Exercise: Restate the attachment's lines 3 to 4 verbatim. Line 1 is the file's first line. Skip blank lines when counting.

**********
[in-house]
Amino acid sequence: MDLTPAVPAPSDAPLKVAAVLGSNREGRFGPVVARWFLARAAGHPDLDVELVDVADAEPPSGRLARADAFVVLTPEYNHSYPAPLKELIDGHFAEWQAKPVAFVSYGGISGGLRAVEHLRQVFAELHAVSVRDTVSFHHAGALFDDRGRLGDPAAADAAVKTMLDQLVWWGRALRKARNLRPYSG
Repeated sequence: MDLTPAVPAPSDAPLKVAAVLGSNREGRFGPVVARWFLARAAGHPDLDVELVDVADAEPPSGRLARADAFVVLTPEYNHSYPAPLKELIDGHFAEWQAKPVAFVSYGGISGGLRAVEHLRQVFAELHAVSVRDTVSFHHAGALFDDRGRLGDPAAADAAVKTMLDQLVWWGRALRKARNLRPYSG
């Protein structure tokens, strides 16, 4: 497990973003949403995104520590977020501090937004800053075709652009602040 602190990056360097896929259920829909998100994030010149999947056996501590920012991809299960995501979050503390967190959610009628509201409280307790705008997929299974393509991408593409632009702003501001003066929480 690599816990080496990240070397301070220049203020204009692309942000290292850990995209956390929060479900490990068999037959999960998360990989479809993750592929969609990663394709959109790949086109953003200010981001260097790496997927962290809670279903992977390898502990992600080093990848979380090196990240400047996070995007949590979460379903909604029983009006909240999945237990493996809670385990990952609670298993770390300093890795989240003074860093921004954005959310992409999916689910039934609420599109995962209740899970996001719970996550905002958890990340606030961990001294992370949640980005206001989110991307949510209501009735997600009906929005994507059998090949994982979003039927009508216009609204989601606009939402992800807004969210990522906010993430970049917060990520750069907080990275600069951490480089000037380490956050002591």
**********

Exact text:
Repeated sequence: MDLTPAVPAPSDAPLKVAAVLGSNREGRFGPVVARWFLARAAGHPDLDVELVDVADAEPPSGRLARADAFVVLTPEYNHSYPAPLKELIDGHFAEWQAKPVAFVSYGGISGGLRAVEHLRQVFAELHAVSVRDTVSFHHAGALFDDRGRLGDPAAADAAVKTMLDQLVWWGRALRKARNLRPYSG
């Protein structure tokens, strides 16, 4: 497990973003949403995104520590977020501090937004800053075709652009602040 602190990056360097896929259920829909998100994030010149999947056996501590920012991809299960995501979050503390967190959610009628509201409280307790705008997929299974393509991408593409632009702003501001003066929480 690599816990080496990240070397301070220049203020204009692309942000290292850990995209956390929060479900490990068999037959999960998360990989479809993750592929969609990663394709959109790949086109953003200010981001260097790496997927962290809670279903992977390898502990992600080093990848979380090196990240400047996070995007949590979460379903909604029983009006909240999945237990493996809670385990990952609670298993770390300093890795989240003074860093921004954005959310992409999916689910039934609420599109995962209740899970996001719970996550905002958890990340606030961990001294992370949640980005206001989110991307949510209501009735997600009906929005994507059998090949994982979003039927009508216009609204989601606009939402992800807004969210990522906010993430970049917060990520750069907080990275600069951490480089000037380490956050002591």